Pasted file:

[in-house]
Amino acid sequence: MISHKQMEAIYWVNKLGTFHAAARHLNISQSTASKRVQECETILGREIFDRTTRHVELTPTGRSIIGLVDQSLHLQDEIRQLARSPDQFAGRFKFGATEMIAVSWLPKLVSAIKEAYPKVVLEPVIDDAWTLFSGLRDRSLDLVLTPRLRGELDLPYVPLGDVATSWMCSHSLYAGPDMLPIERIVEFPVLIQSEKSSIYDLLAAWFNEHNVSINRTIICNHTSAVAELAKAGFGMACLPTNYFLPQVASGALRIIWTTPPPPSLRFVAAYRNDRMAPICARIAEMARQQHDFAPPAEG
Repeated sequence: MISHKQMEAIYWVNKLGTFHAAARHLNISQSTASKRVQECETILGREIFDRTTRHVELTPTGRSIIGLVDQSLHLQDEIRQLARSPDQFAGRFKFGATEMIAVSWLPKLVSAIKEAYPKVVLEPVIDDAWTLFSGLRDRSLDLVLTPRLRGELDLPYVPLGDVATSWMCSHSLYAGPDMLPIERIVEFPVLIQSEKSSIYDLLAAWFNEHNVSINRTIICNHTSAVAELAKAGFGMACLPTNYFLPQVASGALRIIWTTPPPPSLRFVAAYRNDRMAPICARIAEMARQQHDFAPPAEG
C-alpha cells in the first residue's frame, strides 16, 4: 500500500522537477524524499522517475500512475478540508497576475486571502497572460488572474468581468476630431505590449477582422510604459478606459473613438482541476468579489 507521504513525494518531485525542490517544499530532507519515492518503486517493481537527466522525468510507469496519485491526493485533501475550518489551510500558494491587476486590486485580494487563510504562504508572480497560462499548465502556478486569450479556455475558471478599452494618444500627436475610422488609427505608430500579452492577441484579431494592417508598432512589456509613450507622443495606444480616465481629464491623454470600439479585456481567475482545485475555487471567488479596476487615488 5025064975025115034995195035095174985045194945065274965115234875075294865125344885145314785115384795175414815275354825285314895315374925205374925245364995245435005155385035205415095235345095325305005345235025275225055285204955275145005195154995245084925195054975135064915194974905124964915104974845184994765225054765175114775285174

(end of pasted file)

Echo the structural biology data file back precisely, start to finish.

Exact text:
[in-house]
Amino acid sequence: MISHKQMEAIYWVNKLGTFHAAARHLNISQSTASKRVQECETILGREIFDRTTRHVELTPTGRSIIGLVDQSLHLQDEIRQLARSPDQFAGRFKFGATEMIAVSWLPKLVSAIKEAYPKVVLEPVIDDAWTLFSGLRDRSLDLVLTPRLRGELDLPYVPLGDVATSWMCSHSLYAGPDMLPIERIVEFPVLIQSEKSSIYDLLAAWFNEHNVSINRTIICNHTSAVAELAKAGFGMACLPTNYFLPQVASGALRIIWTTPPPPSLRFVAAYRNDRMAPICARIAEMARQQHDFAPPAEG
Repeated sequence: MISHKQMEAIYWVNKLGTFHAAARHLNISQSTASKRVQECETILGREIFDRTTRHVELTPTGRSIIGLVDQSLHLQDEIRQLARSPDQFAGRFKFGATEMIAVSWLPKLVSAIKEAYPKVVLEPVIDDAWTLFSGLRDRSLDLVLTPRLRGELDLPYVPLGDVATSWMCSHSLYAGPDMLPIERIVEFPVLIQSEKSSIYDLLAAWFNEHNVSINRTIICNHTSAVAELAKAGFGMACLPTNYFLPQVASGALRIIWTTPPPPSLRFVAAYRNDRMAPICARIAEMARQQHDFAPPAEG
C-alpha cells in the first residue's frame, strides 16, 4: 500500500522537477524524499522517475500512475478540508497576475486571502497572460488572474468581468476630431505590449477582422510604459478606459473613438482541476468579489 507521504513525494518531485525542490517544499530532507519515492518503486517493481537527466522525468510507469496519485491526493485533501475550518489551510500558494491587476486590486485580494487563510504562504508572480497560462499548465502556478486569450479556455475558471478599452494618444500627436475610422488609427505608430500579452492577441484579431494592417508598432512589456509613450507622443495606444480616465481629464491623454470600439479585456481567475482545485475555487471567488479596476487615488 5025064975025115034995195035095174985045194945065274965115234875075294865125344885145314785115384795175414815275354825285314895315374925205374925245364995245435005155385035205415095235345095325305005345235025275225055285204955275145005195154995245084925195054975135064915194974905124964915104974845184994765225054765175114775285174